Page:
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Japan's Venus probe fails to enter orbit

SAGAMIHARA, Japan, Dec. 8 (UPI) -- Japan says its Akatsuki Venus probe failed to enter orbit around the planet and is now drifting through space, jeopardizing its planned two-year mission.

The Japan Aerospace Exploration Agency reported the failure Wednesday on the Akatsuki mission Web site, AAAS ScienceMag.org reported.

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At a news conference on the campus of JAXA's Institute of Space and Astronautical Science in Sagamihara, Japan, project manager Masato Nakamura apologized for "not meeting the expectations of the nation."

The main hope of rescuing the mission appears to be a second try at inserting the spacecraft into orbit when it approaches the planet again in about six years, if enough fuel remains onboard as Akatsuki orbits the sun.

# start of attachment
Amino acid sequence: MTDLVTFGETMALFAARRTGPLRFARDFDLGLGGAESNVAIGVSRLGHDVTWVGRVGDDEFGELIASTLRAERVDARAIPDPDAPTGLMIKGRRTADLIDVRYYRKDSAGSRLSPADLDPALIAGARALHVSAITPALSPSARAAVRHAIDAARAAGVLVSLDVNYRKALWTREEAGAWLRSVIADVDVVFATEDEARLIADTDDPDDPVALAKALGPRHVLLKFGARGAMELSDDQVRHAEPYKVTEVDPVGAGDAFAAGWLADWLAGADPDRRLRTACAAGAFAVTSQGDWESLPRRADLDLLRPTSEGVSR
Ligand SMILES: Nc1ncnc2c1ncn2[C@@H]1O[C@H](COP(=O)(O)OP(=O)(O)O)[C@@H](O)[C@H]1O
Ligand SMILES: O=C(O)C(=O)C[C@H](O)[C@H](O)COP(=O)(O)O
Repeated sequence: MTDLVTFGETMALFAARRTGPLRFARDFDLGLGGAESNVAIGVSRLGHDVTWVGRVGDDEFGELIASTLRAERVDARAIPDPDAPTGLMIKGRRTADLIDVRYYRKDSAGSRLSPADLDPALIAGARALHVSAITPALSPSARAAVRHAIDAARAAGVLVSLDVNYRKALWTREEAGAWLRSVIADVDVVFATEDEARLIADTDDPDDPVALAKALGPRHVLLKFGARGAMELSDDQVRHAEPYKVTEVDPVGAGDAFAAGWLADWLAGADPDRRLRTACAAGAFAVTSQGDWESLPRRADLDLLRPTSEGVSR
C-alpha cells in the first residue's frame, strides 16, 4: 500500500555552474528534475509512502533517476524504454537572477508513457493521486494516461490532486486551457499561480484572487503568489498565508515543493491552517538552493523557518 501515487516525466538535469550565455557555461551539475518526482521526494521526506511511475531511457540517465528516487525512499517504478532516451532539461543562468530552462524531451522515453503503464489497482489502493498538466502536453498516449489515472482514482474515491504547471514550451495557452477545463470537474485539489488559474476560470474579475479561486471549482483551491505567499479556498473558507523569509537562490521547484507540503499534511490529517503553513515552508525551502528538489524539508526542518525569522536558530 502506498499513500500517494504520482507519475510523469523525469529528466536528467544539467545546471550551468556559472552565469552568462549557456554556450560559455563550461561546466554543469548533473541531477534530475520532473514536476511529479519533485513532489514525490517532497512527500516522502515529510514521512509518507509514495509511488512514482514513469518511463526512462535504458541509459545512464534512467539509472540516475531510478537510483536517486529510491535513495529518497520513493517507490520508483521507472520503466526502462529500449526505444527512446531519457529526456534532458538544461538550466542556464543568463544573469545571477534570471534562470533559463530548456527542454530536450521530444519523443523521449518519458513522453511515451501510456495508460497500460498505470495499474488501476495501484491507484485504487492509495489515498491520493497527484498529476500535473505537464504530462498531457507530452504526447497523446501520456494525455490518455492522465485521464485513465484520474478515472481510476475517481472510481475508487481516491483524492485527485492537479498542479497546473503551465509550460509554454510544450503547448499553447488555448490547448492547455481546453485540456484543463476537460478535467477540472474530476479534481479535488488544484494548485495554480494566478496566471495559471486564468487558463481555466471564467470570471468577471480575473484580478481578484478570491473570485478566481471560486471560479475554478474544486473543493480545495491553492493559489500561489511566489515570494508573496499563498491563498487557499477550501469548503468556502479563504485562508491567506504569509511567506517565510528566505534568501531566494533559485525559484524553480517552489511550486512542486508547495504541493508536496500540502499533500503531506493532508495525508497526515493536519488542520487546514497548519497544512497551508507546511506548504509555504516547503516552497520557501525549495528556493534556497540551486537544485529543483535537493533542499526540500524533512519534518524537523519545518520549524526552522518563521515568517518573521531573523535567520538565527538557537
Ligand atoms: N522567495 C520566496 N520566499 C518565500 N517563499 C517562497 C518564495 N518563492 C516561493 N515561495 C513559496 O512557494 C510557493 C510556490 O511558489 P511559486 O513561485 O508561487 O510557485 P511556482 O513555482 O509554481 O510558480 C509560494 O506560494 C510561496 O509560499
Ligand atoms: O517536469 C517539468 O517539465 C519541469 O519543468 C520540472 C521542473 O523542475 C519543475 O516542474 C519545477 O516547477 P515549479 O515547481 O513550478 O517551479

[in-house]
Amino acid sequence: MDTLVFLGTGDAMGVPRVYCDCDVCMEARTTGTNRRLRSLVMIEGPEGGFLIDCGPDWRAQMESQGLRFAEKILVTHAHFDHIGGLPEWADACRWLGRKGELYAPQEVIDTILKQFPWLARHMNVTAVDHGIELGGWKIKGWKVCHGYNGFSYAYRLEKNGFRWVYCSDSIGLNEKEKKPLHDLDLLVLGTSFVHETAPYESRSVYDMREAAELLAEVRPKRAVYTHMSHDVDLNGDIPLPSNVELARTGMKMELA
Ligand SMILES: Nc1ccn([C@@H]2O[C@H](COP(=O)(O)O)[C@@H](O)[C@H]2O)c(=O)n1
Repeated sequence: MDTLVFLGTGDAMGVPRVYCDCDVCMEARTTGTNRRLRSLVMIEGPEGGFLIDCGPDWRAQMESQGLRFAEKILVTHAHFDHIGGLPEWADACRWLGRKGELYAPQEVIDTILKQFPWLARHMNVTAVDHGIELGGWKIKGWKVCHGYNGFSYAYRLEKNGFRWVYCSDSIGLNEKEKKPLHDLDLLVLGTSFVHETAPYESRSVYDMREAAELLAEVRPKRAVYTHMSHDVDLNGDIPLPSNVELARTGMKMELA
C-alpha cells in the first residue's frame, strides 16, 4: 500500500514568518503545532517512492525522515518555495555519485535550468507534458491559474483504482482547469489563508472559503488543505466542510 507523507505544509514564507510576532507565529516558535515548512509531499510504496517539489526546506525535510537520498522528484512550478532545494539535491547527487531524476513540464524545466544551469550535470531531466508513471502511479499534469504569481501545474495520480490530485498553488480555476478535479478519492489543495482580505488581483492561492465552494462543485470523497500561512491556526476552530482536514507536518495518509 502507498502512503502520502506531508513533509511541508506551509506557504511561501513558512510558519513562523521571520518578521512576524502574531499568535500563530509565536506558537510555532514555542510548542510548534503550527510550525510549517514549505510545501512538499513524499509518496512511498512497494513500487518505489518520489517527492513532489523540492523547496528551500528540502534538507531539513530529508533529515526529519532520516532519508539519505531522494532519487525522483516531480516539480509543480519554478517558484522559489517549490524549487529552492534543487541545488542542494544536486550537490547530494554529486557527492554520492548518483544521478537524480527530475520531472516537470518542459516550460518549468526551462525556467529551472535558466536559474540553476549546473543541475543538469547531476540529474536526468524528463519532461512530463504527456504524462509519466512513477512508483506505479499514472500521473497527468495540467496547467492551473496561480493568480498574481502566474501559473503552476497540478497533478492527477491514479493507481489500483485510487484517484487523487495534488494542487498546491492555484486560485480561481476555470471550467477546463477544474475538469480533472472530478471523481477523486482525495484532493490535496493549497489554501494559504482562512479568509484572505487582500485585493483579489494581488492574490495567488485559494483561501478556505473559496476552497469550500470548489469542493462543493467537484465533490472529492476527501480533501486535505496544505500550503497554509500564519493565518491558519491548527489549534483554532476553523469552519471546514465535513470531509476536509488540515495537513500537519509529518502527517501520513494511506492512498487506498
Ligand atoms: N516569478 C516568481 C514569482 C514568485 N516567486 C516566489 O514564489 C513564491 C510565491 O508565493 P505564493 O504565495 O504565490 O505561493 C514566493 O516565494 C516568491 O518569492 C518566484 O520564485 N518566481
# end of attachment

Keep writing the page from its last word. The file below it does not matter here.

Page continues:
The mission, launched May 20, was progressing to plan until ground controllers had trouble re-establishing communications after the spacecraft passed behind Venus during its orbit injection maneuver Tuesday.

Using a backup antenna on the probe, controllers established a slow communications link, determined the spacecraft's position and concluded that a thruster meant to slow the craft to allow Venus's gravity to pull it into orbit had shut down prematurely.

Nakamura said the cause of the malfunction wouldn't be determined until more data are downloaded and reviewed.

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One focus of attention, though, will be a new type of ceramic thruster being used in space for the first time, he said.

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